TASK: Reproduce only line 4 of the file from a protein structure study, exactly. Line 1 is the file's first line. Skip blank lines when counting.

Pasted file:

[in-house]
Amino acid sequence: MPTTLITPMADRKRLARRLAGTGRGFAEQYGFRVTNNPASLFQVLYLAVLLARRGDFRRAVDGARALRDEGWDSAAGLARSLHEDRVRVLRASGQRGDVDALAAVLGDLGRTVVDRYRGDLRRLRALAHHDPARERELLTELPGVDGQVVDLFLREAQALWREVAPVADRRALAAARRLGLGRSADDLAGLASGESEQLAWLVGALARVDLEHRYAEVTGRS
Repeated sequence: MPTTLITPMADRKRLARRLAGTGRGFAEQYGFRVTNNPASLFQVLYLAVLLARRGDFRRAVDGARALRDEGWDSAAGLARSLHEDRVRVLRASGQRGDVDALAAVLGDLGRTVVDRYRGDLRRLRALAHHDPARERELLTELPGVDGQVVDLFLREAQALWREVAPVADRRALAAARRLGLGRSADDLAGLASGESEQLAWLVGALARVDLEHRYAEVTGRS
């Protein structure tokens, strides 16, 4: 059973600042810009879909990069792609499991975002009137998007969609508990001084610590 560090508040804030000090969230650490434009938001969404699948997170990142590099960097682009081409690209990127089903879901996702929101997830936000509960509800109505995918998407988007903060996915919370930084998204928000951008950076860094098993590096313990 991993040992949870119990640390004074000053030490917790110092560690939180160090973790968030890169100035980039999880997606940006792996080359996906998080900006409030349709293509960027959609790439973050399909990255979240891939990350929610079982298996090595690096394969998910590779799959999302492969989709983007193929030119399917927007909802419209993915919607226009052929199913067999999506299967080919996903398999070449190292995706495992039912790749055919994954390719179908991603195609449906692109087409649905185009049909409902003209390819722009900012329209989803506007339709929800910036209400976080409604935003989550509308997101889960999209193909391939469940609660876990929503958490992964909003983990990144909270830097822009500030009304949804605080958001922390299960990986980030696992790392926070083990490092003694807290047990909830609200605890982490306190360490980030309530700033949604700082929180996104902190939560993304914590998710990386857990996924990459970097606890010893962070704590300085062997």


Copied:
């Protein structure tokens, strides 16, 4: 059973600042810009879909990069792609499991975002009137998007969609508990001084610590 560090508040804030000090969230650490434009938001969404699948997170990142590099960097682009081409690209990127089903879901996702929101997830936000509960509800109505995918998407988007903060996915919370930084998204928000951008950076860094098993590096313990 991993040992949870119990640390004074000053030490917790110092560690939180160090973790968030890169100035980039999880997606940006792996080359996906998080900006409030349709293509960027959609790439973050399909990255979240891939990350929610079982298996090595690096394969998910590779799959999302492969989709983007193929030119399917927007909802419209993915919607226009052929199913067999999506299967080919996903398999070449190292995706495992039912790749055919994954390719179908991603195609449906692109087409649905185009049909409902003209390819722009900012329209989803506007339709929800910036209400976080409604935003989550509308997101889960999209193909391939469940609660876990929503958490992964909003983990990144909270830097822009500030009304949804605080958001922390299960990986980030696992790392926070083990490092003694807290047990909830609200605890982490306190360490980030309530700033949604700082929180996104902190939560993304914590998710990386857990996924990459970097606890010893962070704590300085062997």